An essay on the Sydney hailstorm, 1999

Essay by BYLuoHigh School, 11th gradeA, July 2008

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At about 7.30 pm on 14 April 1999, a freak hailstormhit Sydney. It affected more houses andpeople than any other natural disaster in Australia'shistory. With a ferocity that shocked theunsuspecting residents and in the space of only45 minutes, more than 500 000 tonnes of hailstonesÐ some the size of cricket balls Ðdestroyed homes and property. One person waskilled. More than 24 000 buildings were damaged.

About 60 000 cars were damaged, with onethirdso badly damaged they were written off bythe insurance companies. The total cost of thehailstorm was $2000 million.

In thunderstorms, when warm air rises abovefreezing level, water droplets can freeze and fallas hail. However, the hailstorm that hit Sydneyin April 1999 was caused by a much morepowerful thunderstorm Ð known as a super cell.

The very strong updraft of air in a super-cellstorm keeps hailstones suspended inside thecloud for a much longer time than in regularstorms.

The smaller hailstones join together andgrow before becoming too heavy and falling.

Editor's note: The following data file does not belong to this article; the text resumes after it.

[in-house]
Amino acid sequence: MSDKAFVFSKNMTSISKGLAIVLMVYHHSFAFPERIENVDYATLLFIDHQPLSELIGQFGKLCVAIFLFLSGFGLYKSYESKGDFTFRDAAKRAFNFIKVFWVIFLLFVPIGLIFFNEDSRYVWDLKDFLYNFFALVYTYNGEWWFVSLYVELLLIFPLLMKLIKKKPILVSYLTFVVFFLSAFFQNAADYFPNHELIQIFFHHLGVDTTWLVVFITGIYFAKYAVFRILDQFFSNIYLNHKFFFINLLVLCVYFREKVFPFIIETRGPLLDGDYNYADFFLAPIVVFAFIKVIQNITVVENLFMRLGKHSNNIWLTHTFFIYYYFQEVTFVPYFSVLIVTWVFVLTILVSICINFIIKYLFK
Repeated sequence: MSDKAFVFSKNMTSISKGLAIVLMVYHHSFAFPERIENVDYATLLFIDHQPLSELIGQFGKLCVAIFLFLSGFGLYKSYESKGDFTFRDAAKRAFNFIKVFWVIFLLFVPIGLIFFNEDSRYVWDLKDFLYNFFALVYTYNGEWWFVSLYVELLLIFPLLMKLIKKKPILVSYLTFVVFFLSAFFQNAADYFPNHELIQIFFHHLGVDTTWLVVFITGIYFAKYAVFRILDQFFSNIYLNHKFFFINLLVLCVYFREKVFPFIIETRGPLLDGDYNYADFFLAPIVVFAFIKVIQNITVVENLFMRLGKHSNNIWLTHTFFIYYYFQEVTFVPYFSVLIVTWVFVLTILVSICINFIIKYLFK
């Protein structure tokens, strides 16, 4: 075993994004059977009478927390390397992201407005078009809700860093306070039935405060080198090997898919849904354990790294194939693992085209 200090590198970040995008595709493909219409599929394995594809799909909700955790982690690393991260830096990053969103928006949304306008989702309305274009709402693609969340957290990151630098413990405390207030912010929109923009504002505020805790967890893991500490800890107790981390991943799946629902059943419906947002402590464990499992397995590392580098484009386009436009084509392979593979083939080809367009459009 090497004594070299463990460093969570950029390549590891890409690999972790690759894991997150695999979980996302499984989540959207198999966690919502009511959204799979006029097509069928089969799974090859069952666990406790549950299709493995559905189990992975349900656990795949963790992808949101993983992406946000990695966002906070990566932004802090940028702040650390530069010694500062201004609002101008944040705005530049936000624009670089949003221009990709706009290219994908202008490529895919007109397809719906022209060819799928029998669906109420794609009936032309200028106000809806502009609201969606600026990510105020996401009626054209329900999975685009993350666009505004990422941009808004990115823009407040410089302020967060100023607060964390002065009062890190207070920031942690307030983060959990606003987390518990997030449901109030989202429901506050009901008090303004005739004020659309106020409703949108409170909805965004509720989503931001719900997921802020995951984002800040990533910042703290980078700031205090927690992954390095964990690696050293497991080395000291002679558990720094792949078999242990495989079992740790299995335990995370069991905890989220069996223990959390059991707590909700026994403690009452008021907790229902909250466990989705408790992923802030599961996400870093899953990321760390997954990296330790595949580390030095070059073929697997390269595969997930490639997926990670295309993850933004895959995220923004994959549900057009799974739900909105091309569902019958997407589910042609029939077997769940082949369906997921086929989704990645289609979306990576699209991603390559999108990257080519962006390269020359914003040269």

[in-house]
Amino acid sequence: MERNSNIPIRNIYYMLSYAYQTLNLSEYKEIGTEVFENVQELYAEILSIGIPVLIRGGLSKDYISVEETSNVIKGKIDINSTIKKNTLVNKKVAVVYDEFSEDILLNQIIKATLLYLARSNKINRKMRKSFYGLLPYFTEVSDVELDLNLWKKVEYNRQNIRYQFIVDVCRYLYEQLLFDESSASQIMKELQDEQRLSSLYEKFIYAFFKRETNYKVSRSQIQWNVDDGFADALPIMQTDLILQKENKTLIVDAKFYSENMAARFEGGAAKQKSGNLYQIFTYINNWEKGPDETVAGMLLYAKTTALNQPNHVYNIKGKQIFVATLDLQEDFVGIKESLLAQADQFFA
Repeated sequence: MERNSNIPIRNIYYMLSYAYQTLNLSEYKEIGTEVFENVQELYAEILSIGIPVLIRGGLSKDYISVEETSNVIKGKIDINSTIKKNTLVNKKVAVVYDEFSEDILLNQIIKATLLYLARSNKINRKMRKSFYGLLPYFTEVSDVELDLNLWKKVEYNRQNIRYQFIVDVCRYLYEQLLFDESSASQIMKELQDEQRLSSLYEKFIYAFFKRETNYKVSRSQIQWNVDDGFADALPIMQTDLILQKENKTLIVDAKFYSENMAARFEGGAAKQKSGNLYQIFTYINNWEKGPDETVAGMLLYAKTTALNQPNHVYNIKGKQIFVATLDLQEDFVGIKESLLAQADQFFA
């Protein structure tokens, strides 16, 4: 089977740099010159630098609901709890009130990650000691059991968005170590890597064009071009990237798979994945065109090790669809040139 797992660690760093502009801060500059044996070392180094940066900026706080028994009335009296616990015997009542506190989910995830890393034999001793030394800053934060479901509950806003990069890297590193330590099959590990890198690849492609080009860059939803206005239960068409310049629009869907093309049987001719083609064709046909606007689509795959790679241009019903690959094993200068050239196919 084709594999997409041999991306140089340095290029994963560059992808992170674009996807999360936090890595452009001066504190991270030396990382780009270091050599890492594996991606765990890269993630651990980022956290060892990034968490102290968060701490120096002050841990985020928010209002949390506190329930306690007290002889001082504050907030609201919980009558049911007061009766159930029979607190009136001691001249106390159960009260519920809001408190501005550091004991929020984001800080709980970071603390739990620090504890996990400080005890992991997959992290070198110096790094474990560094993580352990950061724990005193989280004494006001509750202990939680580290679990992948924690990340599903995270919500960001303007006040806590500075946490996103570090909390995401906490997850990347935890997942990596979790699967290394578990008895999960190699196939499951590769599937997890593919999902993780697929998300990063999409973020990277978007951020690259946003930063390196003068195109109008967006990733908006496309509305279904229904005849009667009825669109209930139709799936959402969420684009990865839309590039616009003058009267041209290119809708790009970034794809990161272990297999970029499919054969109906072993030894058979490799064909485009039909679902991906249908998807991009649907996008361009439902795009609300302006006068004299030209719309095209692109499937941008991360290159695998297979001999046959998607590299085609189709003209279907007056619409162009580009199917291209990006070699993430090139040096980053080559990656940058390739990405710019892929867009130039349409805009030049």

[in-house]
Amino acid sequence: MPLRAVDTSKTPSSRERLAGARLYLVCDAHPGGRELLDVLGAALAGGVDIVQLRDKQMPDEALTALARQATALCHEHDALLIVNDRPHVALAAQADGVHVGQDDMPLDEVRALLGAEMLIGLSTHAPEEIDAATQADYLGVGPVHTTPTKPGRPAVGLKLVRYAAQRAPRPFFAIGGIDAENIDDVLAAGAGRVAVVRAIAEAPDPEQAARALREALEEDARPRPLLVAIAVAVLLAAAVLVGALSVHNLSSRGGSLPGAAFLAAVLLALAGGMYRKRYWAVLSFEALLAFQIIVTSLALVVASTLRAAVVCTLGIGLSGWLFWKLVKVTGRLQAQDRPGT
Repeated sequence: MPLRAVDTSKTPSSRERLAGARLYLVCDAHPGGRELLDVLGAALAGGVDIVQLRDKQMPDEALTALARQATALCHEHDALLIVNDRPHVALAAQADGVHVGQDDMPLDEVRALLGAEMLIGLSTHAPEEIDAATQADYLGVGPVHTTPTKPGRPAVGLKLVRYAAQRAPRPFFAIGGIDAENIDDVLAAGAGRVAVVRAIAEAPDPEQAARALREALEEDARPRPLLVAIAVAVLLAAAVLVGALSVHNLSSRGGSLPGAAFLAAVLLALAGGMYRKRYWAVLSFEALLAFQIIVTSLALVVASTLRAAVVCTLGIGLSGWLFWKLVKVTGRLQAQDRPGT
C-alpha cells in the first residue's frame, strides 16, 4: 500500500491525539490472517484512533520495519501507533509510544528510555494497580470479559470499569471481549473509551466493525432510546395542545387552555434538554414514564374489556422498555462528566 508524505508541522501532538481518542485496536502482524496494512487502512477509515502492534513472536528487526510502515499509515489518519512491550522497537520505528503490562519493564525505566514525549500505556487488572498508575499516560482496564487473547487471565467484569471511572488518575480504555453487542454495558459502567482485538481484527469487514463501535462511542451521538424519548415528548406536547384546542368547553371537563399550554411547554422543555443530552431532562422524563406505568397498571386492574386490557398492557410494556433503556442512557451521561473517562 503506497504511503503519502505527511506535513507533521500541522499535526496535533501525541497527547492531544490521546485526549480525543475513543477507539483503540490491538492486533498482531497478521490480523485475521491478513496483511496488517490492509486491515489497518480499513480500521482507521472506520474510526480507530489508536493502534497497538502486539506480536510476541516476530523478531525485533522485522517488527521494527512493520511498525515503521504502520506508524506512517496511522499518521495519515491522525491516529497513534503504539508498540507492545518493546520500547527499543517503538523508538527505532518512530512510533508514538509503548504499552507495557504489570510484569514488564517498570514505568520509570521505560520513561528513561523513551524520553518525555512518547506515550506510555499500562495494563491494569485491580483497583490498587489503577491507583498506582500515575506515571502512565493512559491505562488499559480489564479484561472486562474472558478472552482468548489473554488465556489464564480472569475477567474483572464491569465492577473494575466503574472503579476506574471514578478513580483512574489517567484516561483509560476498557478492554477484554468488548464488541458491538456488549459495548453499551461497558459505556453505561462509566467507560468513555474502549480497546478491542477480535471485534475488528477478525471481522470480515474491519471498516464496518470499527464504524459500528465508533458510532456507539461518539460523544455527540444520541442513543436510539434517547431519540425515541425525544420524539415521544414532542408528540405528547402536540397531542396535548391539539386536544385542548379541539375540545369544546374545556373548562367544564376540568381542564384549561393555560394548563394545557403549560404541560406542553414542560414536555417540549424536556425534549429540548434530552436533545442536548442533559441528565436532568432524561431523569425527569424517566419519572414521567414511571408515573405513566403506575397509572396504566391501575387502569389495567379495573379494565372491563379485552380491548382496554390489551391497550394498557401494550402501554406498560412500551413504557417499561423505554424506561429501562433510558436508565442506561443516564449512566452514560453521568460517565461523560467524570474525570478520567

Development of a super-cell hailstormANATOMY OF A HAILSTORMStorm movementStrong updraft of 10±15 km/hlifts moist air into freezing zone.

Hailstonesleave theupdraft atspeeds of150 km/hand fall12 km toEarth.

Tropopause (top layer of atmosphere)Strong updrafts keep hailstonessuspended much longer than regularstorms, allowing the hail to gain size.

Hailstones rise and fall, getting biggeras they gather moisture and refreeze.

Suburbs from which car insurance claims were lodged withNRMA Insurance by 20 April 1999Stormtroopers cover SydneyArmy troops have been called in belatedly to help protect thehomes of Sydney's distressed residents from further damageafter the disastrous hailstorm. They will join the StateEmergency Service and relief workers from the Rural FireService and New South Wales Fire Brigade, almost doublingthe number of workers to 5000 over the weekend.

The premier conceded that his government may not haveacted quickly enough to help storm victims deal withSydney's biggest-ever storm disaster. The ®nger has alsobeen pointed at forecasters at the Bureau of Meteorology.

By the time the direction and intensity of the storm cell wasidenti®ed, it was already battering Sydney's easternsuburbs. A new radar warning system designed to issuealerts to forecasters was installed at Kurnell one month ago,but meteorologists at the Weather Bureau had not been fullytrained to use it.

Many homes will need to be revisited in a month to havetarpaulins replaced as hundreds of tarpaulins ordered fromChina have been found to be below standard. Shortages ofterracotta tiles and skilled labour mean that many familiesface at least a six-month delay for permanent roof repairsand possibly a wait of several weeks for glass and carpetreplacement